PRESS RELEASE SPACEX:
“Since the successful inaugural launch of Falcon 9 in June, we have been busy preparing for our next launch, which includes the first flight of an operational Dragon spacecraft.
This is also the first launch under NASA’s Commercial Orbital Transportation Services (COTS) program. Under COTS, NASA is partnering with commercial companies like SpaceX to develop and demonstrate space transportation capabilities.
The upcoming demonstration mission will launch from Cape Canaveral and should follow a flight plan nearly identical to the first Falcon 9 launch, but this time the Dragon spacecraft will separate from the second stage and will demonstrate operational communications, navigation, maneuvering and reentry. Although it does not have wings like Shuttle, the Dragon spacecraft is controlled throughout reentry by the onboard Draco thrusters which enable the spacecraft to touchdown at a very precise location – ultimately within a few hundred yards of its target.
While Dragon will initially make water landings, over the long term, Dragon will be landing on land. For this first demo flight, Dragon will make multiple orbits of the Earth as we test all of its systems, and will then fire its thrusters to begin reentry, returning to Earth for a Pacific Ocean splashdown off the coast of Southern California. The entire mission should last around four hours.
While we had an incredibly successful first launch of the Falcon 9, this second launch is still very much a demonstration mission and will be our first attempt to bring a spacecraft from orbit back to Earth – another incredibly difficult challenge. Designed to return as much as 3,000 kilograms (6,600 pounds), Dragon will provide an important capability for the US and world space markets. Other than the Space Shuttle, no other spacecraft provides significant cargo return capacity to Earth.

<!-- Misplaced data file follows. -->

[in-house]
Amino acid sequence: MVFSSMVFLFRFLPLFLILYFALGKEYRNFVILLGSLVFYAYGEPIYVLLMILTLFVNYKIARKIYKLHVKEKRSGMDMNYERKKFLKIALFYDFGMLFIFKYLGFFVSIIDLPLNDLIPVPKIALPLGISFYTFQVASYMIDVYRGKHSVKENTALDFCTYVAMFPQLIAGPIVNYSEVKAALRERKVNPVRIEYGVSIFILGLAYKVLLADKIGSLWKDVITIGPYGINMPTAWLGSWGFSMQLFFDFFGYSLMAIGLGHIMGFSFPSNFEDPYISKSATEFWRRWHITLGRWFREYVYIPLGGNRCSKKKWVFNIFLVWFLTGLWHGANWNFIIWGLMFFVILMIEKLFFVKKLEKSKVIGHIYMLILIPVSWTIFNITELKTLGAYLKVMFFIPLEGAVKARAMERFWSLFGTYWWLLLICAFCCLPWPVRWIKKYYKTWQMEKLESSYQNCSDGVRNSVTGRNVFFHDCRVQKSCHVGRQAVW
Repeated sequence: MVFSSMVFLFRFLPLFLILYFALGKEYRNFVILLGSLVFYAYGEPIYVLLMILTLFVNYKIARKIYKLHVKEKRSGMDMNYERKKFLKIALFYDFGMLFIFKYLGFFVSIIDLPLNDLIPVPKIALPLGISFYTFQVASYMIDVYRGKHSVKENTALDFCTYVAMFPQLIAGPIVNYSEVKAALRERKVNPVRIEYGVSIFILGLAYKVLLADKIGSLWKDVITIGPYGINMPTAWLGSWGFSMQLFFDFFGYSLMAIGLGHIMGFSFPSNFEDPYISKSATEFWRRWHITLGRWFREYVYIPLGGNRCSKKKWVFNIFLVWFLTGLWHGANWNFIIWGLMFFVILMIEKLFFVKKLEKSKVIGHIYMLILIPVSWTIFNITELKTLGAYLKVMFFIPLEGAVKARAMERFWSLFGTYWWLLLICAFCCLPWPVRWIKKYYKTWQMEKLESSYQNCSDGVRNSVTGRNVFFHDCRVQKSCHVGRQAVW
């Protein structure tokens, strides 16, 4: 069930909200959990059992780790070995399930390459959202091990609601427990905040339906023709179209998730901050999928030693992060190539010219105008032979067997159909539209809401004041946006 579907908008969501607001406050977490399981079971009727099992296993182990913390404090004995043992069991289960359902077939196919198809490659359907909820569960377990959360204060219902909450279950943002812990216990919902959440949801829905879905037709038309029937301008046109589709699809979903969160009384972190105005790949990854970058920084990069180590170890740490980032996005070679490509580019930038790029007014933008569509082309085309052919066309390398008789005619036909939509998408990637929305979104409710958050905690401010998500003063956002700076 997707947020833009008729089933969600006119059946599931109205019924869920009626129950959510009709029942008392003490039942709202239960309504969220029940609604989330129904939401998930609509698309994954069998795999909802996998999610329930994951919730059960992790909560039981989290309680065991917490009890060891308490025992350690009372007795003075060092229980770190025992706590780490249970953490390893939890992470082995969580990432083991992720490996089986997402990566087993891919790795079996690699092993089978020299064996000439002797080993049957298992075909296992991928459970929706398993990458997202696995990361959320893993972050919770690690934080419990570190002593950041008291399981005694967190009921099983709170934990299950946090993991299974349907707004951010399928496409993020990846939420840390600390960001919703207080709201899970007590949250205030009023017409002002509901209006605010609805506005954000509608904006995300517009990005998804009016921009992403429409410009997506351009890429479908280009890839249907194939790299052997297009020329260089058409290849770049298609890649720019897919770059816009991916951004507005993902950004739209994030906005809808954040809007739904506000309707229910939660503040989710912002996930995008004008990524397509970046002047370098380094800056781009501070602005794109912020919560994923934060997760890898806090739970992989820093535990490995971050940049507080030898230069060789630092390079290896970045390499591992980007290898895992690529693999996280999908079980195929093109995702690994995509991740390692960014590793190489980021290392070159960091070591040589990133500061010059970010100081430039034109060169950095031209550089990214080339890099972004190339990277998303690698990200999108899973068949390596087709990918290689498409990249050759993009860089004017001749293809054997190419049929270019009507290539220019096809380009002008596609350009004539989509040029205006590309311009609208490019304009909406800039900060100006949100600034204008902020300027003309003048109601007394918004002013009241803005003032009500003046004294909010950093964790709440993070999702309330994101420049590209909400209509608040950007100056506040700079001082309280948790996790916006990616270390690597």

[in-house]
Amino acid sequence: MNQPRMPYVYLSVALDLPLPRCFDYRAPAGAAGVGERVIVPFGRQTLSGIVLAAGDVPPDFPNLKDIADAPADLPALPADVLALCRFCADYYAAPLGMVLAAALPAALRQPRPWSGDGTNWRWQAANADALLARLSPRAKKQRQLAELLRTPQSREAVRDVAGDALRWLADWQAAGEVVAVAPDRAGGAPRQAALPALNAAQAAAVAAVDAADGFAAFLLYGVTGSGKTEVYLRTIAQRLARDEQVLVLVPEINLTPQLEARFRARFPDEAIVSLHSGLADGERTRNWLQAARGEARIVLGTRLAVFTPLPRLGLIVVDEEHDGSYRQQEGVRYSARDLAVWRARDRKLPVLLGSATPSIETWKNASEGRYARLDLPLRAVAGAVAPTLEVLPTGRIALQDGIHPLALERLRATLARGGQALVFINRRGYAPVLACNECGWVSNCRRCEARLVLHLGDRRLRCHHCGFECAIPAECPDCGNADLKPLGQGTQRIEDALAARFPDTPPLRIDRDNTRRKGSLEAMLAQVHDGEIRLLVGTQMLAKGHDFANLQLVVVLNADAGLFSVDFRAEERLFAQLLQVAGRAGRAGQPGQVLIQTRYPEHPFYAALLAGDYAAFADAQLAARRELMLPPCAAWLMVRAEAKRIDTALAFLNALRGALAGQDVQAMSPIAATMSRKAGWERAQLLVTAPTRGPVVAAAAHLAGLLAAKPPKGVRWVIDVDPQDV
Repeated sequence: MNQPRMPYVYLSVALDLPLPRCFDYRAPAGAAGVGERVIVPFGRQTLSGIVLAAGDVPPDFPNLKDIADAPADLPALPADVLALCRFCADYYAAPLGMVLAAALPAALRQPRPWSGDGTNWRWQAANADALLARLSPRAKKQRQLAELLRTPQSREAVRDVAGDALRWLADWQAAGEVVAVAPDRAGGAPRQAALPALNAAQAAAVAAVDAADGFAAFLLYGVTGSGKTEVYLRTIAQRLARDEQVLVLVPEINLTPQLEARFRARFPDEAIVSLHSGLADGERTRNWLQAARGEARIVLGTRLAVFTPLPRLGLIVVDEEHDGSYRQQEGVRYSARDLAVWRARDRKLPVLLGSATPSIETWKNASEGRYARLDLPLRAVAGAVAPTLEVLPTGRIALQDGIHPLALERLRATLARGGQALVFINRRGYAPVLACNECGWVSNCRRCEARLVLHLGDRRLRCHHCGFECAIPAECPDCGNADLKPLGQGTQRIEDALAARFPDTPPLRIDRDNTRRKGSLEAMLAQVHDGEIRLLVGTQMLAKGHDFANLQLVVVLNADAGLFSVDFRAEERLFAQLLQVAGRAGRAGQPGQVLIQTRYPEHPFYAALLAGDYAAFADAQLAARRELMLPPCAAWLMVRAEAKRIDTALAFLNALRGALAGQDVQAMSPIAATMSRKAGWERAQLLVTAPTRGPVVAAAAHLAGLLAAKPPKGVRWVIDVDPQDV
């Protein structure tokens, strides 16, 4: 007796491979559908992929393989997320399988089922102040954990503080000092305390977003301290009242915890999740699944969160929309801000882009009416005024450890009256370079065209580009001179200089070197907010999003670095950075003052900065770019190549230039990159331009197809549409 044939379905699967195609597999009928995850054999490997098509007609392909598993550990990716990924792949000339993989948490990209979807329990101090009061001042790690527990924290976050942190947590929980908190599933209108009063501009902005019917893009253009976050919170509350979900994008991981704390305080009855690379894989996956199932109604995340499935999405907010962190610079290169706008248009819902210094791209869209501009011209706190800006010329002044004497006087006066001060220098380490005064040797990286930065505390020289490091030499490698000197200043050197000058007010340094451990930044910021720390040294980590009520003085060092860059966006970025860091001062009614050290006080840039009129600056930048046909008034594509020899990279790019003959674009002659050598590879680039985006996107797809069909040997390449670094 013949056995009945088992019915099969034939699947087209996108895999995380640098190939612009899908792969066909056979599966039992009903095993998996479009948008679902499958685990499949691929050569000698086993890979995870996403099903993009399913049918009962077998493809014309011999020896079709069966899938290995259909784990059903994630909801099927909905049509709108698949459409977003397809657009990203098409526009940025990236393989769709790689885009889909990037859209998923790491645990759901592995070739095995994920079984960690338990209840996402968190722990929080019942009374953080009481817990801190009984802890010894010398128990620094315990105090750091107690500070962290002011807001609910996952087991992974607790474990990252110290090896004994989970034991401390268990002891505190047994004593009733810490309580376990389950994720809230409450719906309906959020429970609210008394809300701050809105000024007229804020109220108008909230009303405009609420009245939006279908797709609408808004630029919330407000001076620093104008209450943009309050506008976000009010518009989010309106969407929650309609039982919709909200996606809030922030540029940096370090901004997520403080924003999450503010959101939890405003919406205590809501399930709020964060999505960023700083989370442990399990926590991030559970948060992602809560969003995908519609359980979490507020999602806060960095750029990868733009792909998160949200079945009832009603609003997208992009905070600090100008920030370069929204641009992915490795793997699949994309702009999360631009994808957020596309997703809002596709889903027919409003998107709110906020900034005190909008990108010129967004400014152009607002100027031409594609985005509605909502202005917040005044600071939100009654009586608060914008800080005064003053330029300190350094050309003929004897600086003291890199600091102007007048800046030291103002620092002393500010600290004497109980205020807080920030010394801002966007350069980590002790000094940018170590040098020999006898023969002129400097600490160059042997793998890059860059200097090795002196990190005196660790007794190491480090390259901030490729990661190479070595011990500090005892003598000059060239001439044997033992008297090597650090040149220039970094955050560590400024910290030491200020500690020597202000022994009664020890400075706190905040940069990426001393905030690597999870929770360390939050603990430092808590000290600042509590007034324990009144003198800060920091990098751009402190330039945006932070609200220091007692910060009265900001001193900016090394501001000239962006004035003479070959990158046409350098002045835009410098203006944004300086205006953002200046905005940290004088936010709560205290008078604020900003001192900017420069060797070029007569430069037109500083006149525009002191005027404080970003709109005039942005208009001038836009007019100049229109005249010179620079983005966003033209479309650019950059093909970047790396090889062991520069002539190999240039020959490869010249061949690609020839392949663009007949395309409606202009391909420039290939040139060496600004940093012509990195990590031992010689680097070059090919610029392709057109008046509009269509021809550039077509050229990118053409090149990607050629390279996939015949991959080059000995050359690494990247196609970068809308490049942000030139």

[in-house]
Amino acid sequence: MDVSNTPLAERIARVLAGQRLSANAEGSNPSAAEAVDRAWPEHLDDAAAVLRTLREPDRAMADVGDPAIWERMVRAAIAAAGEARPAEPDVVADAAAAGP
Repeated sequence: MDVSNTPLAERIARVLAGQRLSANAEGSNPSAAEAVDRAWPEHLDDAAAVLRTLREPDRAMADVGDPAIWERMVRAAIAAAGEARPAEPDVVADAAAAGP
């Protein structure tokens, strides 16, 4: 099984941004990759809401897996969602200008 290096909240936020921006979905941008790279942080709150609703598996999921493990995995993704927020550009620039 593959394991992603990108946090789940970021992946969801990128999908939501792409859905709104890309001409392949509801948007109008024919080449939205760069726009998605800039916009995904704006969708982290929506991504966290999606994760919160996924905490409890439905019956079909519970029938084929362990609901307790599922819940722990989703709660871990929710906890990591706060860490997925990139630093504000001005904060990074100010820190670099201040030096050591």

As you may have heard, Congress just recently passed the NASA Authorization Act of 2010, setting a new direction for human space exploration. The U.S. House of Representatives voted overwhelmingly to authorize funding for a robust and viable U.S. space program. This is a critical step forward, which will allow America to continue to lead the way in space exploration.
The bill sets NASA on an exciting course to focus on exploration beyond low-Earth orbit, while recognizing the valuable role American companies are ready to undertake in ending our reliance on Russia to carry our astronauts to the International Space Station.
Investing in commercial crew transport will build on NASA’s proud record of innovation and will create competition that will force companies to improve reliability, increase safety, and reduce costs. As we move forward with our first demo flight under the COTS program, we look forward to helping jumpstart America’s space program and secure our leadership position in space .“–Elon Musk